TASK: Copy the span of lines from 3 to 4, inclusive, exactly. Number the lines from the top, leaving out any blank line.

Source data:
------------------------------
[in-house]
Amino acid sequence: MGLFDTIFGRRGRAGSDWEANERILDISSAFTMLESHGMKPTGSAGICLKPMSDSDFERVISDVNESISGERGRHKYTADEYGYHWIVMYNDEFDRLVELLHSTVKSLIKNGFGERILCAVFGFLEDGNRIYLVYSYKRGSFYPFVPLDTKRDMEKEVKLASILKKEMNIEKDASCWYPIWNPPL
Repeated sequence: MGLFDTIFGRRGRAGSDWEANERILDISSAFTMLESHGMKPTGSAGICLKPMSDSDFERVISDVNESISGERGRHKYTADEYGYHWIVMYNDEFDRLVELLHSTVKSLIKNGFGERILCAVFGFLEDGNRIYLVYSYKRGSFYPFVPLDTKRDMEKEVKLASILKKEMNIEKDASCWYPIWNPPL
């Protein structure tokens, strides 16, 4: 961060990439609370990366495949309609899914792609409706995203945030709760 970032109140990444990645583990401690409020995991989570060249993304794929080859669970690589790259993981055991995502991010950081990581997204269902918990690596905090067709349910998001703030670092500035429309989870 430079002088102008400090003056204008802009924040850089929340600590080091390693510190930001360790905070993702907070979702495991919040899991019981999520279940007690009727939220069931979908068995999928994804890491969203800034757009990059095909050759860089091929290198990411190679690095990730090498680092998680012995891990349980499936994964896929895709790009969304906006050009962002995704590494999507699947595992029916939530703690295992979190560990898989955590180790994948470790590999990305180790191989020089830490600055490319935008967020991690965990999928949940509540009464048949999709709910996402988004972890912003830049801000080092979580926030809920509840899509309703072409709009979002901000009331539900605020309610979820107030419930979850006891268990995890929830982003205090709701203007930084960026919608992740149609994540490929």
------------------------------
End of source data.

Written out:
Repeated sequence: MGLFDTIFGRRGRAGSDWEANERILDISSAFTMLESHGMKPTGSAGICLKPMSDSDFERVISDVNESISGERGRHKYTADEYGYHWIVMYNDEFDRLVELLHSTVKSLIKNGFGERILCAVFGFLEDGNRIYLVYSYKRGSFYPFVPLDTKRDMEKEVKLASILKKEMNIEKDASCWYPIWNPPL
């Protein structure tokens, strides 16, 4: 961060990439609370990366495949309609899914792609409706995203945030709760 970032109140990444990645583990401690409020995991989570060249993304794929080859669970690589790259993981055991995502991010950081990581997204269902918990690596905090067709349910998001703030670092500035429309989870 430079002088102008400090003056204008802009924040850089929340600590080091390693510190930001360790905070993702907070979702495991919040899991019981999520279940007690009727939220069931979908068995999928994804890491969203800034757009990059095909050759860089091929290198990411190679690095990730090498680092998680012995891990349980499936994964896929895709790009969304906006050009962002995704590494999507699947595992029916939530703690295992979190560990898989955590180790994948470790590999990305180790191989020089830490600055490319935008967020991690965990999928949940509540009464048949999709709910996402988004972890912003830049801000080092979580926030809920509840899509309703072409709009979002901000009331539900605020309610979820107030419930979850006891268990995890929830982003205090709701203007930084960026919608992740149609994540490929």